July/August 2021
Maximizing potato production with proper late-season irrigation By Francisco Gonzalez, Zach Holden, Rudy Garca, Mark J. Pavek (Potato Association of America)

Without irrigation, profitable potato production would be unlikely in low rainfall regions. Proper season-long soil moisture is the key to maximizing tuber yield, quality and grower return. 

In well-drained soils, it is difficult to over-irrigate potatoes during early-season rapid canopy growth, as healthy plants consume water almost as quickly as it is applied. 

As the potato canopy matures mid-season, plant consumption drops significantly, but proper irrigation is still essential. Once the potato canopy is fully developed, about mid-July in central Washington, the plant shifts its priority from vegetative growth to tuber bulking. 

Between the plant growth stages of tuber bulking to maturity, we researched these questions: 

  1. How much water does a fully developed plant (peak of canopy and root mass) need? 
  2. At what point does late season irrigation become excessive?
  3. Do cultivars respond similarly?

Research methods

Each year from 2018-20, we planted five potato cultivars — Alturas, Clearwater Russet, Ranger Russet, Russet Burbank and Umatilla Russet — near Othello, Washington, and produced them using grower-standard irrigation between emergence and midseason.

Grower-standard irrigation was delivered at 100% of evapotranspiration (ET), estimated using the Washington State University’s (WSU) irrigation scheduler web-based program. 

Once the plant canopy and roots peaked in growth — estimated at 1500-growing degree days (base temperature of 45℉, with upper limit of 95℉), which was between 95 and 105 days after planting (DAP) — five levels of irrigation were applied on all cultivars: 120% ET, 100% ET (considered the grower standard), 80% ET, 60% ET and 40% ET. The irrigation treatments continued until vines were killed or dead (~150 DAP), and the soil was kept moist until harvest. Tuber yield and quality were assessed and grower return calculated using a standard french-fry processing contract.

Results and discussion

(Due to page space considerations, not all data is shown.) Total yield for the four non-Alturas cultivars peaked at 100% ET, while Alturas peaked at 80% ET. Irrigation exceeding 100% ET failed to significantly improve total yield across cultivars. 

Figure 1

Late-season irrigation levels below 100% ET led to total yield reductions of up to 26% across cultivars. Process adjusted gross was optimized by irrigating between 80% ET and 100% ET for all cultivars (see Figure 1). 

Alturas and Umatilla Russet gross return peaked when late-season irrigation was applied at or above 80% ET. 

Gross return was maximized with 100% of ET replacement for Clearwater Russet, Ranger Russet and Russet Burbank (Figure 1). 

At 40% ET, gross return was reduced by up to 38% for Clearwater Russet and less than 30% for the other cultivars. Process adjusted gross was typically reduced due to a loss in marketable yield and tuber quality. 

Figure 2

As irrigation level declined, the percent of total yield comprised of U.S. No. 1 grade tubers increased; higher irrigation levels essentially led to larger, uglier tubers. As an example, Alturas plants produced more growth crack afflicted tubers as irrigation levels increased (Figure 2). Close to 25% of Alturas tubers contained growth cracks when irrigation was excessive (120% ET).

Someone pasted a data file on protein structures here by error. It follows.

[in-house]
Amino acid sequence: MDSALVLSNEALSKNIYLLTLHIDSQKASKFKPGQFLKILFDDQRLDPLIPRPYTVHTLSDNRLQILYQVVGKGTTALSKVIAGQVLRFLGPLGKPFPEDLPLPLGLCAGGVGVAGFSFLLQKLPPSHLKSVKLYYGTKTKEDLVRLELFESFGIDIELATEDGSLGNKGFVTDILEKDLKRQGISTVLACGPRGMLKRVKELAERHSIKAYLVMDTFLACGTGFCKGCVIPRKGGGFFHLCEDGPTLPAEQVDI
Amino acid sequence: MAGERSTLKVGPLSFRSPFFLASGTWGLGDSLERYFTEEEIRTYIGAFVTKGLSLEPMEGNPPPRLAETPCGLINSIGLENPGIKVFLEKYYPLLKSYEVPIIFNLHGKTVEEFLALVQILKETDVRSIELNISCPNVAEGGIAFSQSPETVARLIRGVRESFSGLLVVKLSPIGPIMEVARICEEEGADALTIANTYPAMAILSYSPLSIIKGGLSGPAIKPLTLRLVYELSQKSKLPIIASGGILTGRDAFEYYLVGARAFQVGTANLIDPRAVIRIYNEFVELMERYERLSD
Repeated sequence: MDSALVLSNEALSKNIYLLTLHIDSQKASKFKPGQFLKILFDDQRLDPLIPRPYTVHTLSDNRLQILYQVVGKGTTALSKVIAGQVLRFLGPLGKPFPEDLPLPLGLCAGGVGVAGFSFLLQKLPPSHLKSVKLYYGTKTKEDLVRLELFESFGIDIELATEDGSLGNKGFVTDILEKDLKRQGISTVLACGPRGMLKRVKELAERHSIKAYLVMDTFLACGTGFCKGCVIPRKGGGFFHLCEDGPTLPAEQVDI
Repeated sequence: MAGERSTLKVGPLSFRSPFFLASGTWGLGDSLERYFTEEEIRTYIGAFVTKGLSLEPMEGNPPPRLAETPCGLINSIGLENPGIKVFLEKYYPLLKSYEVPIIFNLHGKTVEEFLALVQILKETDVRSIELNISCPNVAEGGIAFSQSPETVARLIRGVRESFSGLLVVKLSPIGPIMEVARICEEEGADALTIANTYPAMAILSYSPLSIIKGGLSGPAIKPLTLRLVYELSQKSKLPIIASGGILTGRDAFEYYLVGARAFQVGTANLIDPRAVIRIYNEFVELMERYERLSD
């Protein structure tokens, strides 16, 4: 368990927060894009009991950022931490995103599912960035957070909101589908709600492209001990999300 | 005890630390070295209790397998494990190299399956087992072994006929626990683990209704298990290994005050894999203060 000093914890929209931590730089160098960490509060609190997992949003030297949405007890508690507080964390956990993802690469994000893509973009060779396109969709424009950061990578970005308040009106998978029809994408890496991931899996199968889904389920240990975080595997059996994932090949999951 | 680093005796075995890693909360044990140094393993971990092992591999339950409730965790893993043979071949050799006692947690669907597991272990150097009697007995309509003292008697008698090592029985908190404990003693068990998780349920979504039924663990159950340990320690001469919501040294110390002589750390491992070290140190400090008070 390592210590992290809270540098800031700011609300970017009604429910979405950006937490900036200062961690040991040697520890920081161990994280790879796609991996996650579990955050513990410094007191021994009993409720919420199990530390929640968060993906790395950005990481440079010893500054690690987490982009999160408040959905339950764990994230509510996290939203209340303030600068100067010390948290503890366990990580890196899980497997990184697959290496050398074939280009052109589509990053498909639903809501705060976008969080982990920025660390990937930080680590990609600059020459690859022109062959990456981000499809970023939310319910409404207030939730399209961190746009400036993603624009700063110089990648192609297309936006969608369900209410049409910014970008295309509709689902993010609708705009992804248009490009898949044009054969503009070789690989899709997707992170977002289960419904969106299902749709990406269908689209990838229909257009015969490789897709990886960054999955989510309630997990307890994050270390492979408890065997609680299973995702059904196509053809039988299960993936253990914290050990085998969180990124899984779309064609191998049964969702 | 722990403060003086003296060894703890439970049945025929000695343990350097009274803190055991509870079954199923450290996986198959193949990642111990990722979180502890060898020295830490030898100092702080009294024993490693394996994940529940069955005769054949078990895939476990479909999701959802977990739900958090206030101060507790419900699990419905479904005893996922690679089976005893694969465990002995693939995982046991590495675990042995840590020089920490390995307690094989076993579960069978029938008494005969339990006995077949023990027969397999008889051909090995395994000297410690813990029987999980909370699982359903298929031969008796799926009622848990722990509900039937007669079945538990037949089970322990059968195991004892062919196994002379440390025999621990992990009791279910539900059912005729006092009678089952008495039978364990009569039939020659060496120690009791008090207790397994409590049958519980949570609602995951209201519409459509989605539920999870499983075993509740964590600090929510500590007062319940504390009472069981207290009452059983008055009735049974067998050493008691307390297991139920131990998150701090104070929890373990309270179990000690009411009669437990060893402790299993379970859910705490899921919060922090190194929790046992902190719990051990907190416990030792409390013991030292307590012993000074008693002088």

Another factor affecting gross return for all cultivars was a loss in specific gravity as irrigation levels increased (Figure 3). Plants receiving less irrigation, produced tubers with more dry matter than those under higher irrigation levels. 

French fry color for all cultivars was reduced as irrigation levels increased during the last half of the season; however, not all cultivars experienced the same loss in fry color, nor was it always significant to market acceptance.


Avoiding excessive irrigation during the last half of the season will improve tuber quality and reduce growth cracks (Alturas). All cultivars produced the best economic return and yield when cultivars were irrigated at or above 80% ET from mid-season to vine kill. We recommend Alturas growers drop from 100% ET to 80% ET during the last four to six weeks of growth leading up to vine kill. This should lead to optimum grower return by maintaining yield and specific gravity while minimizing tuber growth cracking. 

For Clearwater Russet, Ranger Russet and Russet Burbank, we recommend mid to late-season irrigation of 100% ET, and Umatilla 80-100% ET, until about three weeks prior to vine kill/predicted plant death. Three weeks prior to harvest, we recommend growers cut back to 80% ET to allow plants and tubers to mature naturally. 

Reducing late season irrigation may also lead to improved tuber storability due to a reduction in diseases and associated rot, which may develop as tubers sit in moist or wet soils awaiting harvest. Moreover, the sudden decrease in available soil water late in the season is critical to maximize maturation-induced effects. Although not exact, 100% ET is often equivalent to a soil water content with a range 80-100% of field capacity during active irrigation and plant growth. Available soil water at 80% ET is approximately 65-70% of field capacity. 

The authors thank the Northwest Potato Research Consortium, Washington State Potato Commission and industry, and Washington State University for funding this project. Francisco Gonzalez conducted this research in pursuit of his Ph.D. under direction of Mark Pavek, Washington State University Potato Research Group.

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